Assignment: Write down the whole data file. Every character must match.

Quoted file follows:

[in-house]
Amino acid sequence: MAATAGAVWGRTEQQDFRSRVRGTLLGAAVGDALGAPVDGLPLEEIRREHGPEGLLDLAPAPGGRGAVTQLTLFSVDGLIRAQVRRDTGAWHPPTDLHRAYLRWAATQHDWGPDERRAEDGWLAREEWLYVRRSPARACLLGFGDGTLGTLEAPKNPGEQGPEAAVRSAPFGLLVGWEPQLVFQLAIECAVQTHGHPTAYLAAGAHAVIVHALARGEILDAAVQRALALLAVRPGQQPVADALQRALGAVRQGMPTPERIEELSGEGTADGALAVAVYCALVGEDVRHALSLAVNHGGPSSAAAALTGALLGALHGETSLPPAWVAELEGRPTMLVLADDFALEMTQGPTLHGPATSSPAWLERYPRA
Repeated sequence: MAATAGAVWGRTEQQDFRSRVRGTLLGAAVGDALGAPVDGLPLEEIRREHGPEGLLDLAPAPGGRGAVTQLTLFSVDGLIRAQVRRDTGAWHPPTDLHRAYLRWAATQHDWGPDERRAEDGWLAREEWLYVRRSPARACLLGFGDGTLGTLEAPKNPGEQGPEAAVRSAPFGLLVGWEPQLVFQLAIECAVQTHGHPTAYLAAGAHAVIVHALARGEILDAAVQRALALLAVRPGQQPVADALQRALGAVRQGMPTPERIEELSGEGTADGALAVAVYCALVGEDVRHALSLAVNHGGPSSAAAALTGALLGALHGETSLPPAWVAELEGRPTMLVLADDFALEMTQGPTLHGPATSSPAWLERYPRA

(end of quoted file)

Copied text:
[in-house]
Amino acid sequence: MAATAGAVWGRTEQQDFRSRVRGTLLGAAVGDALGAPVDGLPLEEIRREHGPEGLLDLAPAPGGRGAVTQLTLFSVDGLIRAQVRRDTGAWHPPTDLHRAYLRWAATQHDWGPDERRAEDGWLAREEWLYVRRSPARACLLGFGDGTLGTLEAPKNPGEQGPEAAVRSAPFGLLVGWEPQLVFQLAIECAVQTHGHPTAYLAAGAHAVIVHALARGEILDAAVQRALALLAVRPGQQPVADALQRALGAVRQGMPTPERIEELSGEGTADGALAVAVYCALVGEDVRHALSLAVNHGGPSSAAAALTGALLGALHGETSLPPAWVAELEGRPTMLVLADDFALEMTQGPTLHGPATSSPAWLERYPRA
Repeated sequence: MAATAGAVWGRTEQQDFRSRVRGTLLGAAVGDALGAPVDGLPLEEIRREHGPEGLLDLAPAPGGRGAVTQLTLFSVDGLIRAQVRRDTGAWHPPTDLHRAYLRWAATQHDWGPDERRAEDGWLAREEWLYVRRSPARACLLGFGDGTLGTLEAPKNPGEQGPEAAVRSAPFGLLVGWEPQLVFQLAIECAVQTHGHPTAYLAAGAHAVIVHALARGEILDAAVQRALALLAVRPGQQPVADALQRALGAVRQGMPTPERIEELSGEGTADGALAVAVYCALVGEDVRHALSLAVNHGGPSSAAAALTGALLGALHGETSLPPAWVAELEGRPTMLVLADDFALEMTQGPTLHGPATSSPAWLERYPRA